Reflection on Learning: Stolen Generation | Reflection


Added on  2022-09-13

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Healthcare and ResearchAnthropology
Reflection on Learning: Stolen Generation
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Reflection on Learning: Stolen Generation | Reflection_1

In module 2 we learnt about the history of the Aboriginal and Torres Strait Islanders and the
legislative impacts on them. The issue that caught my attention was assimilation of the
Aboriginals and Torres Strait Islanders and the Stolen Generations. The assimilation process
happened from 1910 and 1970 through government legislation where the first Australian
children were forcibly removed from the aboriginal families and brought up by white families
(Menzies, 2019). This led to large scale depression among aboriginals as well as cultural loss
among the children removed from their families on which I will reflect on using Gibbs
Reflective model (Reljić, Pajnkihar & Fekonja, 2019).
Feelings before being exposed to the issue
Before the discussion, I knew nothing about the trauma that the Aboriginals and
Torres Strait Islanders had to face during that time. It was quite shocking to me that a
government would use their legislative power to oppress the oldest resident of this land and
remove children from their families thinking that they can provide better care and nurture for
them. Before I had assumed that they are partially responsible for their own condition which
now I know to be untrue.
How did you feel now after being further informed about the issue?
After being informed about the issue through the module, I feel that I have been
biased in thinking about aboriginal issues. The difficulties that they face, the health problems
and the reasons behind their backwardness are much to do with the colonial and post-colonial
Reflection on Learning: Stolen Generation | Reflection_2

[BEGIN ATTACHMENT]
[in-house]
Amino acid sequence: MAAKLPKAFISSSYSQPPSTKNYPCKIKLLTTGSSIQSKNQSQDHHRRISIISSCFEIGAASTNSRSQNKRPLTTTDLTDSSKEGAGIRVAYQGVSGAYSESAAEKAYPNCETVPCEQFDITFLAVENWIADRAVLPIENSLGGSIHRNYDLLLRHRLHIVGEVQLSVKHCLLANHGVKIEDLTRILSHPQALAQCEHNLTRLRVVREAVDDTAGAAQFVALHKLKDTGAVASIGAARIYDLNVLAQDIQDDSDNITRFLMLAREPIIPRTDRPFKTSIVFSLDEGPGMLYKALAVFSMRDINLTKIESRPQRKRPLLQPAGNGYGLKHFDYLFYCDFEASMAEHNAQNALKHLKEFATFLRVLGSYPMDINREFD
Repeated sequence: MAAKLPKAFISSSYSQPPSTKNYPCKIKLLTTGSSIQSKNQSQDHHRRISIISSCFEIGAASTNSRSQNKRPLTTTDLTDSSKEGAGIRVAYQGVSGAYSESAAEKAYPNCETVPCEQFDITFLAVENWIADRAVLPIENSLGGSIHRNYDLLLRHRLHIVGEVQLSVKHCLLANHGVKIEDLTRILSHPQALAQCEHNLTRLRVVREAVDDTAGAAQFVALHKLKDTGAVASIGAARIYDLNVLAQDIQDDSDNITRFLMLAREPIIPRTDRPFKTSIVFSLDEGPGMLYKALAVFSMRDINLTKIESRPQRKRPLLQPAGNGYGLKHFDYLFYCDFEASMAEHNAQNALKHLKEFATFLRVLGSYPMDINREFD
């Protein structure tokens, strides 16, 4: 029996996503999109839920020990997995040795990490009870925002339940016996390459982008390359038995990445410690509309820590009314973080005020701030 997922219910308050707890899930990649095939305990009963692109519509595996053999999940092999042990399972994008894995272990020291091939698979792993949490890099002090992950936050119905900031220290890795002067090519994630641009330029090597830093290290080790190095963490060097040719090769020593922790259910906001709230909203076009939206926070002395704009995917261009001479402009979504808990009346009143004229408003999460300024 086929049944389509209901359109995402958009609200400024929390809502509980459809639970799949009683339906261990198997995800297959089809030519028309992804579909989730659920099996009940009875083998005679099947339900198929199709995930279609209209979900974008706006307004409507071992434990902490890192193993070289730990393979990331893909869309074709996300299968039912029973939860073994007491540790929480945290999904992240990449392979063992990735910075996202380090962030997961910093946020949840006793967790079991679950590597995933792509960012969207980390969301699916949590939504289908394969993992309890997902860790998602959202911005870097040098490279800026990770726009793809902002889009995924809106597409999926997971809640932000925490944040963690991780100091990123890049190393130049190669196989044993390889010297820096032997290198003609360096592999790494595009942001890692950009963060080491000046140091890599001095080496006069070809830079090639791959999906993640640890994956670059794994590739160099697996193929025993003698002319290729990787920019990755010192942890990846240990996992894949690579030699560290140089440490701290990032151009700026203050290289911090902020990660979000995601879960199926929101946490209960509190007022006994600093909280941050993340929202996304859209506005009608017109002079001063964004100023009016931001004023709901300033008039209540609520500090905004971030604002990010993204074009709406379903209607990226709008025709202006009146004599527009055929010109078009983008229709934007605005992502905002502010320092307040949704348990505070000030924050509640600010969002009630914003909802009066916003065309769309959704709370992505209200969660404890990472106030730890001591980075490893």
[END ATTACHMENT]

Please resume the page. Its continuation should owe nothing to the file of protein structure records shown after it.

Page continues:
oppression that they faced and their general distrust to government due to their previous
Critical Evaluation
Was it good or bad? Why do you think this way?
The way I think is much to do about how society sees the aboriginal people. There
much misconception about them and more often than not people stereotype them. There are
much less information available about them. I have been victim blaming and that is not
particularly good for any educated person. I think becoming more cautious and mindful to the
way of thinking is necessary in this regard.
How do you think you knew what you knew?
My knowledge about this came mostly from what I have heard from people and how
they perceive the aboriginals. I have intoned the racial and prejudicial approach that society
takes about them. The campaigns and posters regarding their programs also talk about
initiatives but neither of them talk about the reasons that they might need them or why
government is putting so much effort for them (De Bono, 2017).
Was your response to the issue or topic due to an experience and/or limited
consideration or understanding of the issue?
While I still believe that the wellbeing and development of people are somewhat
dependent upon them as well, I now understand that the situations that the aboriginals face
during assimilation are not something ordinary. The loss of culture that the stolen generation
and their descendants face are not due to their own fault but due to a systematic violence that
was perpetrated against them (Menzies, 2019).
Reflection on Learning: Stolen Generation | Reflection_3

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